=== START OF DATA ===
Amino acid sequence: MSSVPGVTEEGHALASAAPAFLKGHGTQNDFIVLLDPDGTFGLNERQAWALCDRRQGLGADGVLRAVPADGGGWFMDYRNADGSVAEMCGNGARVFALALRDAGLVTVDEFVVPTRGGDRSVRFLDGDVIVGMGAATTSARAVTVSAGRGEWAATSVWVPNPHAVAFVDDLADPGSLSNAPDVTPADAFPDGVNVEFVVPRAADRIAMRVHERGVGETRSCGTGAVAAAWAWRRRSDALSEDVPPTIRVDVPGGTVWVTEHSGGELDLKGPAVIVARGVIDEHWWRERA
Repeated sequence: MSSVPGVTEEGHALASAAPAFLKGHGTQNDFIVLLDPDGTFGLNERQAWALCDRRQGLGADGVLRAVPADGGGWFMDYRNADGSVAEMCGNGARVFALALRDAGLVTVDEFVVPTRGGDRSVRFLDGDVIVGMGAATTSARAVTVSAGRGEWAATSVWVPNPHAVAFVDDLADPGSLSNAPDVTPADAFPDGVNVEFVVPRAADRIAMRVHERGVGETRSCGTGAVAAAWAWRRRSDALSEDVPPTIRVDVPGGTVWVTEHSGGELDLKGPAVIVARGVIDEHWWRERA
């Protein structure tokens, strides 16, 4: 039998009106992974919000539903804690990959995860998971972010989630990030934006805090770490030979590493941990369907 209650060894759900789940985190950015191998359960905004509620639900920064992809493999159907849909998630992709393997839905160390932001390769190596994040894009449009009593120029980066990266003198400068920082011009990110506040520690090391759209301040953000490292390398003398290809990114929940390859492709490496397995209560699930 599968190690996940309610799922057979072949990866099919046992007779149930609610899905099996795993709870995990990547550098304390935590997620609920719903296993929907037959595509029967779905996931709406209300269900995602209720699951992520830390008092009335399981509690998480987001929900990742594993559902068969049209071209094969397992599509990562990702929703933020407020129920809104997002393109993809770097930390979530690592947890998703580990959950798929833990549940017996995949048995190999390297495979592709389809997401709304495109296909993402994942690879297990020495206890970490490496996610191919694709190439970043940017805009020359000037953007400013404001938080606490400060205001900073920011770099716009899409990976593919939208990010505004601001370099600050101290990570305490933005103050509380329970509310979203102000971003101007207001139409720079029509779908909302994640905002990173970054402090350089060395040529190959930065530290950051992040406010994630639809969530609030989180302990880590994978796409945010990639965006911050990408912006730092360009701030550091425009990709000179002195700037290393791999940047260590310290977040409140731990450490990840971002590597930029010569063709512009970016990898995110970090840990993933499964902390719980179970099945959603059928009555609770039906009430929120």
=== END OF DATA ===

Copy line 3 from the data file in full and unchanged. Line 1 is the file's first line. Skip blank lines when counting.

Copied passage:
């Protein structure tokens, strides 16, 4: 039998009106992974919000539903804690990959995860998971972010989630990030934006805090770490030979590493941990369907 209650060894759900789940985190950015191998359960905004509620639900920064992809493999159907849909998630992709393997839905160390932001390769190596994040894009449009009593120029980066990266003198400068920082011009990110506040520690090391759209301040953000490292390398003398290809990114929940390859492709490496397995209560699930 599968190690996940309610799922057979072949990866099919046992007779149930609610899905099996795993709870995990990547550098304390935590997620609920719903296993929907037959595509029967779905996931709406209300269900995602209720699951992520830390008092009335399981509690998480987001929900990742594993559902068969049209071209094969397992599509990562990702929703933020407020129920809104997002393109993809770097930390979530690592947890998703580990959950798929833990549940017996995949048995190999390297495979592709389809997401709304495109296909993402994942690879297990020495206890970490490496996610191919694709190439970043940017805009020359000037953007400013404001938080606490400060205001900073920011770099716009899409990976593919939208990010505004601001370099600050101290990570305490933005103050509380329970509310979203102000971003101007207001139409720079029509779908909302994640905002990173970054402090350089060395040529190959930065530290950051992040406010994630639809969530609030989180302990880590994978796409945010990639965006911050990408912006730092360009701030550091425009990709000179002195700037290393791999940047260590310290977040409140731990450490990840971002590597930029010569063709512009970016990898995110970090840990993933499964902390719980179970099945959603059928009555609770039906009430929120």